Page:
Waveguide bends are essential for the design of integrated plasmonic circuits. As previously investigated by Berini *et al.*, an optimal radius *r _{opt}* for a given plasmonic waveguide exists, where the radiation and absorption losses are minimized [22]. Recently, it was shown that hybrid plasmonic waveguides embedded in a dielectric layer allow to reduce

*r*further [15]. This is illustrated in Fig. 4, which gives the optimal radii and the corresponding bending losses as a function of the plasmonic waveguide geometry. Note that the minimum optimal radius is barely less than half a millimeter for a 35nm thick waveguide. For a given thickness, the optimal radius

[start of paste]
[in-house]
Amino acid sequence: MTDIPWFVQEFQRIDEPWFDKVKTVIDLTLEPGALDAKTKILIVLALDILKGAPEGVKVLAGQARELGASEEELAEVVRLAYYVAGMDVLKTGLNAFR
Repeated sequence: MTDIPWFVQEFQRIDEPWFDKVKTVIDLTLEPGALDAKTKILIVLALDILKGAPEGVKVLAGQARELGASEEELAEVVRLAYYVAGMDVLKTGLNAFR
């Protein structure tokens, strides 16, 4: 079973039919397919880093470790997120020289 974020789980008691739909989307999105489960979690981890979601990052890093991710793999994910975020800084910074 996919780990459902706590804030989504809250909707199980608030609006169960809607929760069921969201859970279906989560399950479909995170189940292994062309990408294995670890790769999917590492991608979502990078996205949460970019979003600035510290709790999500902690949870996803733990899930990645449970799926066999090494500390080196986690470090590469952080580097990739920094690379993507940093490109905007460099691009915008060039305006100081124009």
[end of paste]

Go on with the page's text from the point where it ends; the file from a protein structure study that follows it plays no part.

_{opt}*and*the minimal bending losses can be reduced by increasing the metal strip width, up to about 11μm. Figure 5 indicates the minimal bending losses for a waveguide width of 2 . . . 11μm at a specific bending radius. The radii correspond to the optimal radii of the respective strip width and thickness as shown in Fig. 4. The bending loss decreases until about a width of 11μm, but it increases strongly for radii smaller than about 1mm. As long as the fabrication permits a smooth Au strip surface, the thinner the waveguide the smaller the absorption; but such a thin structure requires a large curvature radius. Accordingly, thin but wide Au strips of ≈ 10μm yield the lowest bending losses. However, it should be pointed out that such a wide bend is a multimode structure and different modes are generally not orthogonal for the curved geometry. In other words, even if only the fundamental mode is launched at the bend input, higher order modes will inevitably be excited as the signal propagates along the bend.